Yuneec Typhoon H is a hexacopter and the landing gear retracts during flight. The design – with six rotors as opposed to four in the DJI Phantom 4 – is supposed to be futuristic. But this apparent aesthetic appeal of the Yuneec Typhoon H is easily lost among in the complexity to handle the drone. To make it worse, the additional weight caused by the six propellers actually compromised the flying time and altitude limit of the drone.

As experienced by many pilots, the sheer weight of the Yuneec Typhoon H makes it more cumbersome to travel with, as evidenced by a DJI Phantom 4 comparison. A Yuneec Typhoon H unboxing may manage to impress the user at first glance. The carbon-fiber material looks neat. The build quality looks good. The controller feels and includes a built-in screen.

However, the impressions start to turn negative when a simple DJI Phantom 4 vs Yuneec Typhoon H benchmarking is carried out. The concerns start appearing soon after a quick inspection of the Typhoon H remote controller. Also, the various ways of controlling the DJI UAV compared to how the Typhoon H is handled make an interesting comparison.

As seen in almost any DJI Phantom 4 review, the drone’s neat and compact control has thoroughly impressed UAV experts and pilots alike. Compared to Yuneec Typhoon H reviews on forums like DroneCompares or, DJI Phantom 4 has received overwhelmingly positive responses. The icing on the cake is the cool DJI Go app, which allows users to do a lot of stuff from their smartphones or tablets. Moreover, features like ActiveTrack or TapFly – that are nowhere to be found on a Typhoon H – make flying the Phantom a cakewalk. Yuneec drone relies solely on GPS and instances of signal loss are far too frequent.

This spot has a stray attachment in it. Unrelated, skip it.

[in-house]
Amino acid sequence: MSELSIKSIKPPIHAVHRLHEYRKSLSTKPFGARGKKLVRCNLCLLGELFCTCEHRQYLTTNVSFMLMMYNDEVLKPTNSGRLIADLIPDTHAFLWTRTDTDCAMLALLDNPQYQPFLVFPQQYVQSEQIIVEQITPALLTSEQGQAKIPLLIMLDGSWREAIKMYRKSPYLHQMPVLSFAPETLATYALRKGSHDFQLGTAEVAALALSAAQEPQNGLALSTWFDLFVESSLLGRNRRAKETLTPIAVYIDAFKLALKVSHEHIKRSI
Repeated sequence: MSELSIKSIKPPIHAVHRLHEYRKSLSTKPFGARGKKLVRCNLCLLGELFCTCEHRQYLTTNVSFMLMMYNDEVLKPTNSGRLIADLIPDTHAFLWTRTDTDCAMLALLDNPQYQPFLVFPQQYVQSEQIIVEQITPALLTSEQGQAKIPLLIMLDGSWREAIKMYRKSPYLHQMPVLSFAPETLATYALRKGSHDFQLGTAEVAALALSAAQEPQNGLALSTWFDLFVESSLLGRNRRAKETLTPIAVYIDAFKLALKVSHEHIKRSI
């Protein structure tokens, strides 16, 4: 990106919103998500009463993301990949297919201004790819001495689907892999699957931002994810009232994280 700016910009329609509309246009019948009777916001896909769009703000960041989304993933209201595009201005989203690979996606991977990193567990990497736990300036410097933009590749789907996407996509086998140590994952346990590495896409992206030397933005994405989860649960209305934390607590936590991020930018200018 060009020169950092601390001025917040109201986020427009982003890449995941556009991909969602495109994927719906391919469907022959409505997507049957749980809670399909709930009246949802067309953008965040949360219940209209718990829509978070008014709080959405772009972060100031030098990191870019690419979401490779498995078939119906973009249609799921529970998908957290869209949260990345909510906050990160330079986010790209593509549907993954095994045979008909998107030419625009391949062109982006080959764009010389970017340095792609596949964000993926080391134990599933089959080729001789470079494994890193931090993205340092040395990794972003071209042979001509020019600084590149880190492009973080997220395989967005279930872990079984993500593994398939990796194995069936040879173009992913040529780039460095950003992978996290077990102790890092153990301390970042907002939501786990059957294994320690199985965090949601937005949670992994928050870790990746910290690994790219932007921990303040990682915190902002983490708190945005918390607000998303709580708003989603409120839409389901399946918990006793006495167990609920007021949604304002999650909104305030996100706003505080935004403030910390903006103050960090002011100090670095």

The deal-breaker for the Yuneec Typhoon H actually comes through its video. Its 4K video quality doesn’t appear as crisp and clear as they’re supposed to. The colors look washed out. And the frames look edgy. One Typhoon H reviewer on a popular social media network actually complained that he “couldn’t capture close to the level of video quality that was possible even with the Phantom 3.” The camera is a modular one, but it’ not supported by a live streaming technology as good as the Phantom’s Lightbridge 2.

Although on paper the Yuneec Typhoon H does remain a strong, high-end drone, it’s the little details that made it an inferior proposition than the Phantom 4. There’s nothing majorly wrong with the machine itself and Yuneec China seems to have put in a lot of R&D efforts to offer a ‘whole package’. However, unfortunately, when control and connectivity features are taken into account, Yuneec Typhoon H simply didn’t reach the top-notch level of engineering. It is ‘just another OK drone” – and that’s a pity because Typhoon H did promise to be something spectacular especially after the Yuneec Intel alliance was announced.